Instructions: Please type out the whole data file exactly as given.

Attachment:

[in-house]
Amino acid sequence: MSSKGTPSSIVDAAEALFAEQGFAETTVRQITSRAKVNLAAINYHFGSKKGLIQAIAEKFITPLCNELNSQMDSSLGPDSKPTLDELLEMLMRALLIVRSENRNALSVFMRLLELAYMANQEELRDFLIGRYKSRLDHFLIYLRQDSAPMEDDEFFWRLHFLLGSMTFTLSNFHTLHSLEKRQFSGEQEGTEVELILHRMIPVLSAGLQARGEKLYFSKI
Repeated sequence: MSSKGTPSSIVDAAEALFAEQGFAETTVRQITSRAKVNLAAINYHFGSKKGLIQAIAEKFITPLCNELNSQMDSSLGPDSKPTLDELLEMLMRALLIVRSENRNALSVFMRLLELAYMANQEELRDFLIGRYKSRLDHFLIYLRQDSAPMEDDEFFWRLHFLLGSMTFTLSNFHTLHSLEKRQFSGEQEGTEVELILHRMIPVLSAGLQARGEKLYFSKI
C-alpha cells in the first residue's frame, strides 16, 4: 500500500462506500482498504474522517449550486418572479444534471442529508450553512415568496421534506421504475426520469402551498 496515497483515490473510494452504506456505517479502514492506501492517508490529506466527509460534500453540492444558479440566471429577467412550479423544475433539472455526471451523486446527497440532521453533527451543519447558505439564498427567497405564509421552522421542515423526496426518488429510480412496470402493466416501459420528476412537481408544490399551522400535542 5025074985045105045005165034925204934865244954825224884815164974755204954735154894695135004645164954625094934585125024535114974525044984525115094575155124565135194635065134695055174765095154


[in-house]
Amino acid sequence: MSSKGTPSSIVDAAEALFAEQGFAETTVRQITSRAKVNLAAINYHFGSKKGLIQAIAEKFITPLCNELNSQMDSSLGPDSKPTLDELLEMLMRALLIVRSENRNALSVFMRLLELAYMANQEELRDFLIGRYKSRLDHFLIYLRQDSAPMEDDEFFWRLHFLLGSMTFTLSNFHTLHSLEKRQFSGEQEGTEVELILHRMIPVLSAGLQARGEKLYFSKI
Repeated sequence: MSSKGTPSSIVDAAEALFAEQGFAETTVRQITSRAKVNLAAINYHFGSKKGLIQAIAEKFITPLCNELNSQMDSSLGPDSKPTLDELLEMLMRALLIVRSENRNALSVFMRLLELAYMANQEELRDFLIGRYKSRLDHFLIYLRQDSAPMEDDEFFWRLHFLLGSMTFTLSNFHTLHSLEKRQFSGEQEGTEVELILHRMIPVLSAGLQARGEKLYFSKI
C-alpha cells in the first residue's frame, strides 16, 4: 500500500462506500482498504474522517449550486418572479444534471442529508450553512415568496421534506421504475426520469402551498 496515497483515490473510494452504506456505517479502514492506501492517508490529506466527509460534500453540492444558479440566471429577467412550479423544475433539472455526471451523486446527497440532521453533527451543519447558505439564498427567497405564509421552522421542515423526496426518488429510480412496470402493466416501459420528476412537481408544490399551522400535542 5025074985045105045005165034925204934865244954825224884815164974755204954735154894695135004645164954625094934585125024535114974525044984525115094575155124565135194635065134695055174765095154